3. You shouldn't pay so much. It can be hard to comparison shop for tax preparation services because preparers may be unwilling to quote a price or, if they do, give inaccurate quotes, according to The National Consumer Law Center report. If you can't get a ballpark figure after describing your situation to a preparer, look for someone else.

It's easy to try and compare the many tax preparation software products offered for free or cheap online for federal taxes, says Consumer Reports. Most don't charge until you file your completed tax form, so CR recommends that you try programs and then close them before filing if you don't like the price they quote.

4. Don't click on those pop-ups. There's a cavalcade of free online tax preparation products, but they are free only if you ignore the options for upgrades. Stick with the no-frills versions of online products by turning a blind eye to pop-ups that offer enhanced services with fees attached.

5. You could get free help. Some tax preparers will take your money although they know full well you qualify for free tax prep services. Before paying for tax help, check the options. 6. You can get your refund quickly without these crazy fees. Try to wait the roughly two-to-three weeks it takes to receive your refund and, if you can, avoid instant-refund products because of the ridiculously steep fees. The IRS describes these products:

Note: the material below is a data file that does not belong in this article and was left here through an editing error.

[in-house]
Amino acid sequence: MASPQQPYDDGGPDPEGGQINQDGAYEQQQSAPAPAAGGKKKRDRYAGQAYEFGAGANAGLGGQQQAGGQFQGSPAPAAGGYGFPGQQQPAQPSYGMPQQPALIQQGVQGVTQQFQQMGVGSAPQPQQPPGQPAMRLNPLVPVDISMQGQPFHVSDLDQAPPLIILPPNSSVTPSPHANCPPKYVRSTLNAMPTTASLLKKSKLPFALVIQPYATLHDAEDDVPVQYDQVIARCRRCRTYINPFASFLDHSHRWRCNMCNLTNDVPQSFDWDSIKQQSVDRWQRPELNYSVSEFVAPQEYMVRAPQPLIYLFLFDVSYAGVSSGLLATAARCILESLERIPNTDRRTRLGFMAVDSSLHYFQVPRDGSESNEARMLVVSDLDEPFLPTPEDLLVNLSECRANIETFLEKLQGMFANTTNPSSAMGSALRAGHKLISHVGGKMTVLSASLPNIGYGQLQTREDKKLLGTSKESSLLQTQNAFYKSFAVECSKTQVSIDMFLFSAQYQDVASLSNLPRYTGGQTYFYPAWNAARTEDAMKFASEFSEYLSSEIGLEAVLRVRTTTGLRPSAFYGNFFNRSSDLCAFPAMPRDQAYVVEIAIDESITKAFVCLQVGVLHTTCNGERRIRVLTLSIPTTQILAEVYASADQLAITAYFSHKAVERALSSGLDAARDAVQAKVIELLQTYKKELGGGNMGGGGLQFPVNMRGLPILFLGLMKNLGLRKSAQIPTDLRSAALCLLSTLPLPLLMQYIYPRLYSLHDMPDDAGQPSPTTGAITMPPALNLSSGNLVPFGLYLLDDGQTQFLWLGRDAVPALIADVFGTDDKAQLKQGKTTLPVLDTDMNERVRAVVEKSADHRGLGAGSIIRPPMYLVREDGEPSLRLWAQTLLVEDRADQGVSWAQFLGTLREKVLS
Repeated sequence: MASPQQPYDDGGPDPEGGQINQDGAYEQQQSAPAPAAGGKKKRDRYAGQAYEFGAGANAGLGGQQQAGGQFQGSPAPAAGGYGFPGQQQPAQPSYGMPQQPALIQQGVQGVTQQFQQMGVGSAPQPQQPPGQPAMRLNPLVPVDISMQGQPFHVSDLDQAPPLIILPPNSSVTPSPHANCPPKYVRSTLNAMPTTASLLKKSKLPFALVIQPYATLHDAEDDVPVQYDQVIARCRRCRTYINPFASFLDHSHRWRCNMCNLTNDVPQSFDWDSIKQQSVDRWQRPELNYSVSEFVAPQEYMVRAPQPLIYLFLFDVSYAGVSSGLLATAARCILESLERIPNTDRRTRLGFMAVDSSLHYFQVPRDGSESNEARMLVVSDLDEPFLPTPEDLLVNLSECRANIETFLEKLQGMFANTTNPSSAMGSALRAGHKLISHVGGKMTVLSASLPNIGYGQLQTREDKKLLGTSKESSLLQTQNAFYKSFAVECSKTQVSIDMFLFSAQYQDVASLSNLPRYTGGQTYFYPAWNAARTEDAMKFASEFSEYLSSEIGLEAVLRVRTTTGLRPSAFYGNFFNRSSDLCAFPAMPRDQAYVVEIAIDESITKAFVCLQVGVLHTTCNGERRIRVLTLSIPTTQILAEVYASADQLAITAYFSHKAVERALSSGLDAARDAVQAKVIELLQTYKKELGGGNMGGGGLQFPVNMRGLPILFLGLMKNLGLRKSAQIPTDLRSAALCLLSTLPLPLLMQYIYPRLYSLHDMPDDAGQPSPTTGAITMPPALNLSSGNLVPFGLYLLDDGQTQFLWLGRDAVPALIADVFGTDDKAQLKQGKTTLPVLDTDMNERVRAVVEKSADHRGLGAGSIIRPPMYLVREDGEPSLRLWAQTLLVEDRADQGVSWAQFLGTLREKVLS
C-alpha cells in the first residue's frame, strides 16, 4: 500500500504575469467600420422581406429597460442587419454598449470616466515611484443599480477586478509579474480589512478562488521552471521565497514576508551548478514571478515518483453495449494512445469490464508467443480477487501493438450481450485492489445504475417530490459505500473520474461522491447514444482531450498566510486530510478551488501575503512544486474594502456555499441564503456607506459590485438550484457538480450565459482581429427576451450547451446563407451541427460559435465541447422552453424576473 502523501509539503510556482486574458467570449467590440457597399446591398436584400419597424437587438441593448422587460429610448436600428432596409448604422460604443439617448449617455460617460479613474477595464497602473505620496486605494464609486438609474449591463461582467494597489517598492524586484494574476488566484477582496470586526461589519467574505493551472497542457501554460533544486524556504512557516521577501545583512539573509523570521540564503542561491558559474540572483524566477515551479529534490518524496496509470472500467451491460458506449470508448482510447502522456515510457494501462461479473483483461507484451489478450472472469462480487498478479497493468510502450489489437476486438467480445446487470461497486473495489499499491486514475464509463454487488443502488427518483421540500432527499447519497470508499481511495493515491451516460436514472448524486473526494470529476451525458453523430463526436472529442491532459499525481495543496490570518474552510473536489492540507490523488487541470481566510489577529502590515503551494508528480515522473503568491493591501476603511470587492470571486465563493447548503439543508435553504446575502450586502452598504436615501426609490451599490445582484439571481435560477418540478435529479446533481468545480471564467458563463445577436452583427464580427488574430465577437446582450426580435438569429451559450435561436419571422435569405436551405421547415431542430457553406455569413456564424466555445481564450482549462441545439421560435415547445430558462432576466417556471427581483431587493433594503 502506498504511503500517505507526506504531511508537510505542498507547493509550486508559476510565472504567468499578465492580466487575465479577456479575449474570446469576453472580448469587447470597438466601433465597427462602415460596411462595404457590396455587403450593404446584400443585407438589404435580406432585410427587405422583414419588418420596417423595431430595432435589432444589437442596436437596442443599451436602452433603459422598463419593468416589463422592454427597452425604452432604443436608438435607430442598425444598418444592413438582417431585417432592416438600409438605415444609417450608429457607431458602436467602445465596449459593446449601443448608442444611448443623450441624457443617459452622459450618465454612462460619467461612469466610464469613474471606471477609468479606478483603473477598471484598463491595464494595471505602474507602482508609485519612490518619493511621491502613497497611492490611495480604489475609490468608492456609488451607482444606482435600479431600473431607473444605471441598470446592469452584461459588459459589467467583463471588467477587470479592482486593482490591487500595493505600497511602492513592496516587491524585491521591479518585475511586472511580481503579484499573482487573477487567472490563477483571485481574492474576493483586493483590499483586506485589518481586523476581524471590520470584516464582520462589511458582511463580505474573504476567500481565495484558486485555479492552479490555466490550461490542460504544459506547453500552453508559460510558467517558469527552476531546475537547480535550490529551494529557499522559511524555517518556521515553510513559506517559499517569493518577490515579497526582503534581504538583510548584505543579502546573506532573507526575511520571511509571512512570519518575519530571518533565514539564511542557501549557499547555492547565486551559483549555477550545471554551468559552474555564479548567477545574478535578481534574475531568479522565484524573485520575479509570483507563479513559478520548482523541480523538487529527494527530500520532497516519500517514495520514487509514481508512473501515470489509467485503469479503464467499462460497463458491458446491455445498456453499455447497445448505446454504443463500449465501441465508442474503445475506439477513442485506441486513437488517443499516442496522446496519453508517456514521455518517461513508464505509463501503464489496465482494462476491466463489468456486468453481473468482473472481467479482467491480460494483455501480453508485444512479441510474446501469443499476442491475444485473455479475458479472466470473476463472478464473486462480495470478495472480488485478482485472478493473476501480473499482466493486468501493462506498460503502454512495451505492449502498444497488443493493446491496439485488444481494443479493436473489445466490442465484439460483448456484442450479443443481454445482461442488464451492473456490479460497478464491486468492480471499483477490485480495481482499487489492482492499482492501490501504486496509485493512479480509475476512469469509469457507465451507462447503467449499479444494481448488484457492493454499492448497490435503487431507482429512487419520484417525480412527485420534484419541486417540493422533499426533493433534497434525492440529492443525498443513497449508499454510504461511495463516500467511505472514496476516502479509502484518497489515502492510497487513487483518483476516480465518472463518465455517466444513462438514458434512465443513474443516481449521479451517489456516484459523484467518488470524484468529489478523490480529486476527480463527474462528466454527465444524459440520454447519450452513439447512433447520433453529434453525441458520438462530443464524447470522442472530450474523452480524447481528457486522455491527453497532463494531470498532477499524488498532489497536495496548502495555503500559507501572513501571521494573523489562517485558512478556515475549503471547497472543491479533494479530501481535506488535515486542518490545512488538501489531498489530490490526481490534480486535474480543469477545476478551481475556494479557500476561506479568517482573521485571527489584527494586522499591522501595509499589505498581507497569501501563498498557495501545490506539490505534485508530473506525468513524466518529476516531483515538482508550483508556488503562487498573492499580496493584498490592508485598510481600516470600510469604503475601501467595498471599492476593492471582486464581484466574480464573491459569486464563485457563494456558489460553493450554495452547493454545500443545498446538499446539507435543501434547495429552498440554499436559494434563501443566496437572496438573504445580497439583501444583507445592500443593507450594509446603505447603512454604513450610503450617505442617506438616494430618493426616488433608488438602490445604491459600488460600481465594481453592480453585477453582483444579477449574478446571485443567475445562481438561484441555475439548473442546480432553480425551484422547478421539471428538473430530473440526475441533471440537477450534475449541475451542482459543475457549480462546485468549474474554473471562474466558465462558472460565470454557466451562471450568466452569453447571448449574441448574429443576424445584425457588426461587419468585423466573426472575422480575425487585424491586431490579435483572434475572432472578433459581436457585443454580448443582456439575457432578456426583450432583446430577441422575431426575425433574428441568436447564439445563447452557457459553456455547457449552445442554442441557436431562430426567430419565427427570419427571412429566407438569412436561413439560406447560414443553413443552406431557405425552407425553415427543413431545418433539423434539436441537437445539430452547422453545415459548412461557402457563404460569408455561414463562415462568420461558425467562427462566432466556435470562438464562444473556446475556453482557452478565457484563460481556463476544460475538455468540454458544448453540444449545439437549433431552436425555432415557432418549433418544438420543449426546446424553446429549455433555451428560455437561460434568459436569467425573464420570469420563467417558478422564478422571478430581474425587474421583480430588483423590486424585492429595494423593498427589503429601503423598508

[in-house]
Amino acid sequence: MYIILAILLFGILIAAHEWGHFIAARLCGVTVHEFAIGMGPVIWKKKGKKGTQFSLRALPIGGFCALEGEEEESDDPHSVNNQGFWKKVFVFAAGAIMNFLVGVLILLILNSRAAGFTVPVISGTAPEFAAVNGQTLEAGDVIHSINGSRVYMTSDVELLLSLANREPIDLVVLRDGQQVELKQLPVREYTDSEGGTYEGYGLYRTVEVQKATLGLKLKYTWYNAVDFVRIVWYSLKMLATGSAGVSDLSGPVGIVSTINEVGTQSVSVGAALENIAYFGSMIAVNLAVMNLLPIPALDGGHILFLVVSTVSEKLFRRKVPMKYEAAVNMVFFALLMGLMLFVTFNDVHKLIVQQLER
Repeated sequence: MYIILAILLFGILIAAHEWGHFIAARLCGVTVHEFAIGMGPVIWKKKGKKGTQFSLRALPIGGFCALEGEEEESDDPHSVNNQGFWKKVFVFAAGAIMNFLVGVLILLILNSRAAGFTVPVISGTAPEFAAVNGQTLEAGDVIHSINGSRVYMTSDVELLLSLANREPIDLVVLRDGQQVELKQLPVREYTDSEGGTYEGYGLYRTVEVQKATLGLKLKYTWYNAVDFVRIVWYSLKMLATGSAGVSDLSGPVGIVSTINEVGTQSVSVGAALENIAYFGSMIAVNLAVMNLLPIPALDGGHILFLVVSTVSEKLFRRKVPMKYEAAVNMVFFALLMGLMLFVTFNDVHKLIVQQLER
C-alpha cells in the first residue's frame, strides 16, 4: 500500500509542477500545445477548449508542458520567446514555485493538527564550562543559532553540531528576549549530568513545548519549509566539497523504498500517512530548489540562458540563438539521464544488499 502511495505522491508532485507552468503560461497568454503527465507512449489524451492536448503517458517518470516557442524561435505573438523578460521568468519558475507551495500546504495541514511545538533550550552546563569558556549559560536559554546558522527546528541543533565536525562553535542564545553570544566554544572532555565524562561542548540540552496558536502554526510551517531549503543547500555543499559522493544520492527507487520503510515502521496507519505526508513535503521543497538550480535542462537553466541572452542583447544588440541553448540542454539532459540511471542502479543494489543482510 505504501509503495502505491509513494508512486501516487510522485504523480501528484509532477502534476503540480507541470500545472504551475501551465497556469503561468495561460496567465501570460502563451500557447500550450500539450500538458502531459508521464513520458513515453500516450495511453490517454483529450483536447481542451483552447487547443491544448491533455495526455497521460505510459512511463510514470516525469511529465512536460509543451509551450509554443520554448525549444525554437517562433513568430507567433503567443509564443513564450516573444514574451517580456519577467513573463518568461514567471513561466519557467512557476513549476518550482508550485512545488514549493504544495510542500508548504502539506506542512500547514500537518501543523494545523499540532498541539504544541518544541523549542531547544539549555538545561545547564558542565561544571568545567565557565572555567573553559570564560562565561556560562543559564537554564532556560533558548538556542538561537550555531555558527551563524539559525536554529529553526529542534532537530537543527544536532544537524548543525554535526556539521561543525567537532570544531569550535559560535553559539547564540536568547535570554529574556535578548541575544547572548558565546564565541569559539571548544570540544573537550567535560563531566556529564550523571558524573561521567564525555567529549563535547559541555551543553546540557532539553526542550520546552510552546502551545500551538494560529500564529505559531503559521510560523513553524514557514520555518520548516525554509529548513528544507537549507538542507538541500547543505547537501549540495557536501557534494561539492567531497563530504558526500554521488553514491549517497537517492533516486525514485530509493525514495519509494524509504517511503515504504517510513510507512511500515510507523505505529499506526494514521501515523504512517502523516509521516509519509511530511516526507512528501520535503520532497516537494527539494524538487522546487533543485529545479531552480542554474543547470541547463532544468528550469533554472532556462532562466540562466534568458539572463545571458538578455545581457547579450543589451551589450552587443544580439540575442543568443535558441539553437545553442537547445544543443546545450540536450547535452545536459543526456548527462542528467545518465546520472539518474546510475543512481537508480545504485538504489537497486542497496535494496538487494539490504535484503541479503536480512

If you file electronically, your tax preparer or tax preparation and filing software may suggest you purchase a bank product that typically sets up a temporary bank account to receive your income tax refund. Such bank products include, but are not limited to, refund anticipation loans, refund anticipation checks, gift cards and debit cards.

Federally regulated banks no longer make refund anticipation loans. But you'll find them elsewhere, writes USA Today, citing an example of a refund loan with 273 percent interest.

Here are safe ways to get your refund as quickly as possible:
  • If you can't pay the tax prep fee. Instead of getting a refund anticipation check to cover your tax prep costs, see if you can use one of the many no-cost tax preparation options.
  • If you don't have a bank account. If you e-file, you can get your refund loaded onto a prepaid card or payroll card, says Or consider Walmart's (WMT) new Direct2Cash tax refund service: Use a participating (non-electronic) tax-prep service (Walmart often has them in-store) and pick up your refund at a Walmart location after receiving a confirmation code in the mail. "Cash refunds will be available in roughly the same amount of time it takes for a direct deposit to show up in a filer's account," USA Today says. Walmart charges nothing, and the tax preparer can charge no more than $7 for the service.
  • If you have a checking account. Have the IRS deposit your refund directly into it, saving you from waiting for the mail to deliver your check.
  • If you just want the money fast. Also, U.S. News says that IRS data shows early filers get their returns in 21 days, on average, compared with longer waits for those who file later. Also, e-filing (filing electronically rather than sending a paper form by snail mail) puts your return in IRS hands faster.
Have you prepared your own taxes? Were the savings worth the effort? Post a comment below or at Money Talks News' Facebook page.